It’s 9:02 a.m. — technically just two minutes after Keller Street CoWork has officially unlocked its doors for the day — and at least half-a-dozen people are already hard at work, their laptops and phones and additional accoutrements arranged to their taste at whichever table, couch, cubicle or chamber-of-silence they’ve selected for the particular task or tasks at hand.
Some have been here a while already. Others are on their way, or planning to arrive at noon, or later in the afternoon — or whatever happens to work best for them.
Outside these big wooden doors, all around Petaluma and up and down the freeway, the rest of the world is going about the start of its traditional 9-5 workday — commuting, clocking-in, hoping to impress a boss, all following a predetermined work schedule set up by someone else. Those entrepreneurial folks who work from home, of course, are dealing with different challenges, those of balancing a career with the demands of parenting, housekeeping and the day-to-day distractions of combining work and regular life.
But at Petaluma’s two existing co-working facilities, this one, founded one-year ago, and WORK Petaluma, about three blocks south, the definition of “work day” has been blown to smithereens.
“This is the quietest moment of the day, actually,” says Danielle Stroble, community director of Keller Street CoWork. “A lot of our members are just barely rubbing their eyes open at 9 a.m.,” she laughs. “So it’s super quiet here right now, but by 10 or 10:30, that’s when it will be pretty packed and very lively.”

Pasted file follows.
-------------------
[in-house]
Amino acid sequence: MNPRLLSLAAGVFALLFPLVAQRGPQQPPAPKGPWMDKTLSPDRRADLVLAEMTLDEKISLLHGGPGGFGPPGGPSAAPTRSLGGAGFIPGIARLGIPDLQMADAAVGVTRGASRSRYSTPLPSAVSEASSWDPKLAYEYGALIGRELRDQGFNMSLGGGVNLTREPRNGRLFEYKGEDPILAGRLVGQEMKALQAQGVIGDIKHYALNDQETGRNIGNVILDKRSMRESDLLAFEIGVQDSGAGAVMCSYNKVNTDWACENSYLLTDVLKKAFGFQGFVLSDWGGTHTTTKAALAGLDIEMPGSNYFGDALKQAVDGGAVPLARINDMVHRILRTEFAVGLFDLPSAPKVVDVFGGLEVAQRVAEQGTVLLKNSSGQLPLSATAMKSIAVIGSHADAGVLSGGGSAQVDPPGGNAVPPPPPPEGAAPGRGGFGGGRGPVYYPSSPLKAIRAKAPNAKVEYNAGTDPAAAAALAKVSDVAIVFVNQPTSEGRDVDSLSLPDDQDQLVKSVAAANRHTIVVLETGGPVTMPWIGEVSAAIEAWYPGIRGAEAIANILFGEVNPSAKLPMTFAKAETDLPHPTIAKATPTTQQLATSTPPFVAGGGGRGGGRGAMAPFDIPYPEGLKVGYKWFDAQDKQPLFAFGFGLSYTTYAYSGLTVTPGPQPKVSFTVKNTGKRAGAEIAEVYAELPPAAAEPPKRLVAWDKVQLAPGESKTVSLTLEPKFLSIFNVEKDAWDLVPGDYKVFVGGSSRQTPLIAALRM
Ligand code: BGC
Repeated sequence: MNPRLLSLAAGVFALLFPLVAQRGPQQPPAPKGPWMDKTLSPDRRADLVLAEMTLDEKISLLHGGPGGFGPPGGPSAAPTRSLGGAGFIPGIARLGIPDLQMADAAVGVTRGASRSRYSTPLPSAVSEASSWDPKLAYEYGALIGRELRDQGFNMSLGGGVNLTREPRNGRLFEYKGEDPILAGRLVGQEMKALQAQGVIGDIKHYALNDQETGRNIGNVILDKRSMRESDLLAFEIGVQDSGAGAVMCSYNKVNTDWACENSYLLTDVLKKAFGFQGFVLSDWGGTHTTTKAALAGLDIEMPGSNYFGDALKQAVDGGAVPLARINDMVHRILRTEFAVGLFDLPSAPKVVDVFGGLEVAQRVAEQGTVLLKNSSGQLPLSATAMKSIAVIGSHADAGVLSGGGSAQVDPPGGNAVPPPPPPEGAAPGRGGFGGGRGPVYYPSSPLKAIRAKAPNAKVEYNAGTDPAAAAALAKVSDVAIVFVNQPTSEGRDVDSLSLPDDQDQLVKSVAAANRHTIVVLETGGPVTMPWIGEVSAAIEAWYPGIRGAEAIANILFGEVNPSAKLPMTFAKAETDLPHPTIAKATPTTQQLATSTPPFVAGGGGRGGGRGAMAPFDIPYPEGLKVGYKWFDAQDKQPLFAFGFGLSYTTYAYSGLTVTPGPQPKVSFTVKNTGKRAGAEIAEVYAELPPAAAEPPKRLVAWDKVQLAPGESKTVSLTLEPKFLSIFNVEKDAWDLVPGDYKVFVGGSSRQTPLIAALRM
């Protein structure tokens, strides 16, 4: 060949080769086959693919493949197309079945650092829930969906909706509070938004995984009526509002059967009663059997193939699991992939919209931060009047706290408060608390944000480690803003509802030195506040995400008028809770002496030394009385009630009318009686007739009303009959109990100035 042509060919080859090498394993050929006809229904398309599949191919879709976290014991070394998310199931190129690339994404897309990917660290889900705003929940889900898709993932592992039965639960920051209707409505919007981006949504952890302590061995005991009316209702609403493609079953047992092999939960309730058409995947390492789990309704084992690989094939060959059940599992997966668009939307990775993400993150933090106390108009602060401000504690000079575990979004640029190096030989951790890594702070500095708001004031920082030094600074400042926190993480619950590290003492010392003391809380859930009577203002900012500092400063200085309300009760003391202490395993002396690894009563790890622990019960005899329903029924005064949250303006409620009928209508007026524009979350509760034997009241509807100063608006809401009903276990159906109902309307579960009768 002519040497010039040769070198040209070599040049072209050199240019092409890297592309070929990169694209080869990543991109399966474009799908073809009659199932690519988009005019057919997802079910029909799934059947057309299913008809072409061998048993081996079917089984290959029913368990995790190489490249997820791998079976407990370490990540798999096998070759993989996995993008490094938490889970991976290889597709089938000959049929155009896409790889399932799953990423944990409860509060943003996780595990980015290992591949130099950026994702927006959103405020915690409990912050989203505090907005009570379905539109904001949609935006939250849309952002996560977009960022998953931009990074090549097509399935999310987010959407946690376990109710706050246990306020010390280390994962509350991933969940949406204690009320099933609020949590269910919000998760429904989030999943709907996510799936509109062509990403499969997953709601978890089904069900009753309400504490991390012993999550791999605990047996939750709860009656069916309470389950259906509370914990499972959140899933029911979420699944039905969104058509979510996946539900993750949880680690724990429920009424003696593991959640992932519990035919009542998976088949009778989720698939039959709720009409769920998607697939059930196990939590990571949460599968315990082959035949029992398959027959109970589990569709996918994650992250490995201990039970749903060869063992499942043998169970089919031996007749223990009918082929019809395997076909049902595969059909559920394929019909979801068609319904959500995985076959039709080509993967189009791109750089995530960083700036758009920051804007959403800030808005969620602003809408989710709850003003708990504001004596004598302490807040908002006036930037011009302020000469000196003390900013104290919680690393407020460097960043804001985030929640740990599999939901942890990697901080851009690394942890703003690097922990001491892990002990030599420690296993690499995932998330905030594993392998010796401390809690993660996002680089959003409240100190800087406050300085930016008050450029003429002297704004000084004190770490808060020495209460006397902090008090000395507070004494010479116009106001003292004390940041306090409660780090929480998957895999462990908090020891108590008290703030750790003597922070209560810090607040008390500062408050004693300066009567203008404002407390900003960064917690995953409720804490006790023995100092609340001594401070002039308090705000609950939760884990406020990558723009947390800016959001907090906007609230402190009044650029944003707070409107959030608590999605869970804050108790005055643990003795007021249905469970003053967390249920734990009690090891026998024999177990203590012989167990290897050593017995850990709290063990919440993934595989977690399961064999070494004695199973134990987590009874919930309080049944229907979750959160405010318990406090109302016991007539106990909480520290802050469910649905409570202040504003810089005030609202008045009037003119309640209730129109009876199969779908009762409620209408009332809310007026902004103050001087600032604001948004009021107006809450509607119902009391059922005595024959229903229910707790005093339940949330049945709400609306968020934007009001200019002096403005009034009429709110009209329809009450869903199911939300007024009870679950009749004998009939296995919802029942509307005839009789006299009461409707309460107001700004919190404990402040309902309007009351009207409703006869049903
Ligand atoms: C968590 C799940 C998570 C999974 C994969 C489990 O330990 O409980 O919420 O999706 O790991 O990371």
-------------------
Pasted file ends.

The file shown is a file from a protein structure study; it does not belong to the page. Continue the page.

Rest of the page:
At a large table in the main room, Ingrid Wilson is at work on her laptop. Another member, laptop out, headphones in place, is stationed at a small round table near the window, looking out on Keller Street.
Coworking, for the most part, employs a membership-based model, designed to accommodate folks who need an alternative to working at home or renting their own office. Members pay a monthly fee, for which they have 24/7 access to the facility, seven days a week. Day pass-holders can use the facility from 9 a.m. to 6 p.m. At Keller Street, a pair of conference rooms and a lounge are available for rental, and often host meetings of brick-and-mortar businesses in town that lack the space for large gatherings.
Currently, Keller Street has about 55 members, and also rents out six permanent offices to local realtors, plumbers, etc., their “shingles” hanging in front of each assigned door. As if on cue, local real estate agent and KPCA radio personality Barton Smith arrives and unlocks his own office door, chatting with Stroble about her recent vacation.
According to Stroble, the office renters sometimes bring their laptops out to one of the public areas, just for a bit of human connection. Standard members can either use one of the many available tables, chairs or couches spread throughout the 9,000-square-foot facility.
“Even with the office renters, everyone loves to pop out and say hi to other regulars, checking up on how the weekend went and all of that,” says Stroble. “One of the main attractions to coworking is the social aspect. A lot of freelancers who work from home get to missing the contact they once had with other workers, and you wouldn’t believe how often a casual conversation at our large table leads to some creative breakthrough. There is a lot of spontaneous brainstorming that goes on during the average day here.”